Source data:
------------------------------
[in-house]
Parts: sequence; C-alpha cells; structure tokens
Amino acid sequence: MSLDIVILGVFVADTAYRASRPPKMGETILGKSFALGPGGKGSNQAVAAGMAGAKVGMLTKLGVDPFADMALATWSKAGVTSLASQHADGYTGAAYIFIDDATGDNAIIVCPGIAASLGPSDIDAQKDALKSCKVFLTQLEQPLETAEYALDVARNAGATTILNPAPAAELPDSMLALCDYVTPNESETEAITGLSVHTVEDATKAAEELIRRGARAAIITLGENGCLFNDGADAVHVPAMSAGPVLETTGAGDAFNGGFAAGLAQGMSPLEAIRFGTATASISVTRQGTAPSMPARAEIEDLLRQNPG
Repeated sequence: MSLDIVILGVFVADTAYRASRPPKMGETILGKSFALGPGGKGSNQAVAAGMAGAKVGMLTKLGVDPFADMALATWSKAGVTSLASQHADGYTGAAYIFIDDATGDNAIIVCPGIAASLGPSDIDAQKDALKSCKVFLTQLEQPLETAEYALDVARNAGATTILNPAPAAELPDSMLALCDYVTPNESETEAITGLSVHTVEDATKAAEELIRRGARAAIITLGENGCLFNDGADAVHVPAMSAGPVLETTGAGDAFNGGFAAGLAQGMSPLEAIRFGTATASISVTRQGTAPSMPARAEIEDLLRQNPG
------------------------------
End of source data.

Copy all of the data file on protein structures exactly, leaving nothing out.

[in-house]
Parts: sequence; C-alpha cells; structure tokens
Amino acid sequence: MSLDIVILGVFVADTAYRASRPPKMGETILGKSFALGPGGKGSNQAVAAGMAGAKVGMLTKLGVDPFADMALATWSKAGVTSLASQHADGYTGAAYIFIDDATGDNAIIVCPGIAASLGPSDIDAQKDALKSCKVFLTQLEQPLETAEYALDVARNAGATTILNPAPAAELPDSMLALCDYVTPNESETEAITGLSVHTVEDATKAAEELIRRGARAAIITLGENGCLFNDGADAVHVPAMSAGPVLETTGAGDAFNGGFAAGLAQGMSPLEAIRFGTATASISVTRQGTAPSMPARAEIEDLLRQNPG
Repeated sequence: MSLDIVILGVFVADTAYRASRPPKMGETILGKSFALGPGGKGSNQAVAAGMAGAKVGMLTKLGVDPFADMALATWSKAGVTSLASQHADGYTGAAYIFIDDATGDNAIIVCPGIAASLGPSDIDAQKDALKSCKVFLTQLEQPLETAEYALDVARNAGATTILNPAPAAELPDSMLALCDYVTPNESETEAITGLSVHTVEDATKAAEELIRRGARAAIITLGENGCLFNDGADAVHVPAMSAGPVLETTGAGDAFNGGFAAGLAQGMSPLEAIRFGTATASISVTRQGTAPSMPARAEIEDLLRQNPG